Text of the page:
Brexit: Today Was the Day

In theory, this election campaign could be the opportunity to open up an adult debate on international trade – something that we have not had in the three years-plus since the EU referendum.

By Dr Richard North and cross-posted from

If Johnson was to be believed – to say nothing of £100 million-worth of government publicity – we would have been leaving the European Union at eleven this evening. Yet one cannot exactly say that the prime minister in office lied to us – even if he is an inveterate liar. It was simply a rash promise that was always going to be difficult to deliver.

By way of a consolation prize, we are to get a general election on 12 December, with the (implied) promise that we get to leave on 31 January if enough Tory MPs get elected to give their prime minister a working majority.

However, it seems that I’m very far from the only one to develop a rather cynical view of this coming election. The Irish Times seems to share much the same sentiments. “The British electorate”, it says, “faces a huge choice”:

Ideally, the main political parties would spell out the consequences of Brexit, along with their plans to proceed and what these would mean. More likely, the campaign will lapse into shallow sloganeering about getting Brexit done, or a jobs-friendly Brexit, or whatever.

And ain’t that the truth. This is supposedly a “Brexit election”, but already we can see where the land lies. In yesterday’s PMQ exchanges between Corbyn and Johnson, the rhetoric quickly turned to NHS issues, with the leader of the opposition complaining that the US had called for “full market access” to our NHS which, he said, “would mean prices of some of our most important medicines increasing by up to sevenfold”.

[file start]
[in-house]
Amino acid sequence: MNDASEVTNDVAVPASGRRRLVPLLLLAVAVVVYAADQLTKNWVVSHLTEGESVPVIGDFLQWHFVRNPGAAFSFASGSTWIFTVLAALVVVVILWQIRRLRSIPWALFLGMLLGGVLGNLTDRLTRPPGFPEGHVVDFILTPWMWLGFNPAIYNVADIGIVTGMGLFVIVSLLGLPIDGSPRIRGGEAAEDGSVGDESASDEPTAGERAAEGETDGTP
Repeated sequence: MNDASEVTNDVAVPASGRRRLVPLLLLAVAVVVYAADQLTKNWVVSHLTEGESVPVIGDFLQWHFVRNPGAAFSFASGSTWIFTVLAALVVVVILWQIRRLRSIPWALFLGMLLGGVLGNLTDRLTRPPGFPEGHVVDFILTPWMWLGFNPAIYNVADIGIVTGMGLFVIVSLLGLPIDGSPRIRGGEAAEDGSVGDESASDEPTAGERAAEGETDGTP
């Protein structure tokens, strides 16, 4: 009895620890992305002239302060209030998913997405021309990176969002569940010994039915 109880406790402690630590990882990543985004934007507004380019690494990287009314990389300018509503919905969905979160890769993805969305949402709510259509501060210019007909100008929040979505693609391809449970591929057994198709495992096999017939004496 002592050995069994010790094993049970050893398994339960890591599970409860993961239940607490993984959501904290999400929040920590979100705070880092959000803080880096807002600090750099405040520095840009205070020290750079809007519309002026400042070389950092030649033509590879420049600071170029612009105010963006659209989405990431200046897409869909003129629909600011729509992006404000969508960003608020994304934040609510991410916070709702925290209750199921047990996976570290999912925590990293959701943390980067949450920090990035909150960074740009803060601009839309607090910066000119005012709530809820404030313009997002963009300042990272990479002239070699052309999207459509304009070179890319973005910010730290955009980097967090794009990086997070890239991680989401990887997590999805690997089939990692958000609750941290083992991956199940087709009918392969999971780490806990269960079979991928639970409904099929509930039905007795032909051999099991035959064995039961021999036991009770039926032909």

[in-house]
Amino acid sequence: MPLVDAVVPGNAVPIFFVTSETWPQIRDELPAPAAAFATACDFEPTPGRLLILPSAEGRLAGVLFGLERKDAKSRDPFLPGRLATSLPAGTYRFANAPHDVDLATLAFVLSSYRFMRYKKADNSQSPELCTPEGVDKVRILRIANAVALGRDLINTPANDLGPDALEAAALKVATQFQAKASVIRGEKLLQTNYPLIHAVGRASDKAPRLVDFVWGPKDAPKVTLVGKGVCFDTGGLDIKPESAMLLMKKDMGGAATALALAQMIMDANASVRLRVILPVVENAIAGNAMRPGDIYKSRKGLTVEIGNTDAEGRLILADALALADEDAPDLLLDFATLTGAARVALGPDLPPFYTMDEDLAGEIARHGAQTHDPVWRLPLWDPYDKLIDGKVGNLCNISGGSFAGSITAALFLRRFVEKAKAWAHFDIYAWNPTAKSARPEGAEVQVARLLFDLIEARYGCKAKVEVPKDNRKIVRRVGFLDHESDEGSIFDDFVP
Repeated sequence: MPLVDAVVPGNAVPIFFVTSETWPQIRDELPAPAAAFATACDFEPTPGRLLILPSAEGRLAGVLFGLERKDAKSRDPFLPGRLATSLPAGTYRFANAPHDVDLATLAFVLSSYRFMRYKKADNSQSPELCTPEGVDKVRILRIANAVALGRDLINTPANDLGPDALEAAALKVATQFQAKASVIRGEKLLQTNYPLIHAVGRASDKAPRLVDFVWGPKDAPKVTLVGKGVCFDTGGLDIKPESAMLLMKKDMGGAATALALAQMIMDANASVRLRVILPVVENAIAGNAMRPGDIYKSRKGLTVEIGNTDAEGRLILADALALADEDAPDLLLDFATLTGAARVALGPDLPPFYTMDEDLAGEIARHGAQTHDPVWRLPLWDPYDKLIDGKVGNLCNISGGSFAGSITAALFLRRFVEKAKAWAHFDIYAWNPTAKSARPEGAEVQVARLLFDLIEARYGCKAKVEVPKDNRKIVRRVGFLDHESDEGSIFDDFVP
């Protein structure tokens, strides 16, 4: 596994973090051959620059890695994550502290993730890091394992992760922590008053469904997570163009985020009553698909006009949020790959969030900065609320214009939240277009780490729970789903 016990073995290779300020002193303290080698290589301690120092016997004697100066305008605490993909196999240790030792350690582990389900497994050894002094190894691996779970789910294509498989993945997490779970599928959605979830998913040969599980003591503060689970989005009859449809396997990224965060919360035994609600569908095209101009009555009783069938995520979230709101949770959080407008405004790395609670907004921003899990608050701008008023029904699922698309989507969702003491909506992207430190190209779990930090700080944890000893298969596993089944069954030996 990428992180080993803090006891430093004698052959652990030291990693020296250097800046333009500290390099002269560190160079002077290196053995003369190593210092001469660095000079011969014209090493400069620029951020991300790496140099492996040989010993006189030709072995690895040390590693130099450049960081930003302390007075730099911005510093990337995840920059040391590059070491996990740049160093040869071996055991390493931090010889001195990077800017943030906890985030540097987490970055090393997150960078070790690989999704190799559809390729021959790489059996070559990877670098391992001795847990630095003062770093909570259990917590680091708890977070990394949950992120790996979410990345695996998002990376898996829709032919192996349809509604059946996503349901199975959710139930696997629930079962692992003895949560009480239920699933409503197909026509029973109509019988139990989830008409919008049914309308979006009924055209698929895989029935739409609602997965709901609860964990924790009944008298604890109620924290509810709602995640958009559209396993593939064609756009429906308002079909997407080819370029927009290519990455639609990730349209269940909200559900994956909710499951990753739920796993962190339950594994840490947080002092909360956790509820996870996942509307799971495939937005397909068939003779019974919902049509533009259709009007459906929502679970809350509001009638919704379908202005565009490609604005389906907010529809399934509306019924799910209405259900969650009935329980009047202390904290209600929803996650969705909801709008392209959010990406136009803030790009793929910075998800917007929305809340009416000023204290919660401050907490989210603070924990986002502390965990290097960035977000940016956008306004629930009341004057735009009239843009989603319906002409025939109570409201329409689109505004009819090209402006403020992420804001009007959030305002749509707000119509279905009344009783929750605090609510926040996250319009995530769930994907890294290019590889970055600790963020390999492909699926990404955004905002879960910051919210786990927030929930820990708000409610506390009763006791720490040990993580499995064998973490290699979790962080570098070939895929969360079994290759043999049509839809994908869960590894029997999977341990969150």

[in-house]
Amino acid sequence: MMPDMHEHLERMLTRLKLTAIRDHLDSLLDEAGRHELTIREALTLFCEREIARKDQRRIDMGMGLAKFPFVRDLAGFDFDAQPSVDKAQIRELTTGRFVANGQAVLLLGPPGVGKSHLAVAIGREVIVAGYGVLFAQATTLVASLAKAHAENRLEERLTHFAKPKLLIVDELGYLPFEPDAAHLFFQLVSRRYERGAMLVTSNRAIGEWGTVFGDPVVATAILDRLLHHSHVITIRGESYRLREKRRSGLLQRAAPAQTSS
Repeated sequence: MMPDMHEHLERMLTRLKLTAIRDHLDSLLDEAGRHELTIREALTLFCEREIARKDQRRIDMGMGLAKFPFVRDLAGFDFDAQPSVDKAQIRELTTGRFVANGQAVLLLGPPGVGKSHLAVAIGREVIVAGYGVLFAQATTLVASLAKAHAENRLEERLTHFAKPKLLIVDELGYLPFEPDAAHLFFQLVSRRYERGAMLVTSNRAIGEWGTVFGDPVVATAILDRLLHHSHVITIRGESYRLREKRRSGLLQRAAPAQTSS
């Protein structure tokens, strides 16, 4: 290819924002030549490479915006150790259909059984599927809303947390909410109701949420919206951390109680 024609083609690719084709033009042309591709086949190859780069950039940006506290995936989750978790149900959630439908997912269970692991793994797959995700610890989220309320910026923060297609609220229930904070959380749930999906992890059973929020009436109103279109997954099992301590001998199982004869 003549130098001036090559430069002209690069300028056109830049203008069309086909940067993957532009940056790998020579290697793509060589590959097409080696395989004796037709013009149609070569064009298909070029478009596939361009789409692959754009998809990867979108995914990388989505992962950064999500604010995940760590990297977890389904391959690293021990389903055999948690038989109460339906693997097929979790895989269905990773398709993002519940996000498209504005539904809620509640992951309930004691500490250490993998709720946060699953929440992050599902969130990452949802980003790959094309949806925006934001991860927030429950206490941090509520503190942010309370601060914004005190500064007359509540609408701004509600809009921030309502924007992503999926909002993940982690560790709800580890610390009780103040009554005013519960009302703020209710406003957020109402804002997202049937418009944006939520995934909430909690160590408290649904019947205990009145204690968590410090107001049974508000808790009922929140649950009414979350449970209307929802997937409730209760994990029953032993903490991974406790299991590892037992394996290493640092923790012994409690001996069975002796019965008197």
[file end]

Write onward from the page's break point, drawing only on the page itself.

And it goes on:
Immediately after PMQs, Corbyn then visited Crawley Hospital in West Sussex, to launch his election campaign, making himself available for media shots with nurses and other NHS staff. Today, according to the Mirror, he takes aim at what he describes as “a corrupt system” run by those with vested interests – the tax dodgers, bad bosses and big polluters, all of whom are holding the country back.

Labour strategists, we are told, believe that once Corbyn gets out on the campaign trail, it will be clear that he, not the Tory prime minister, is the anti-establishment candidate for change

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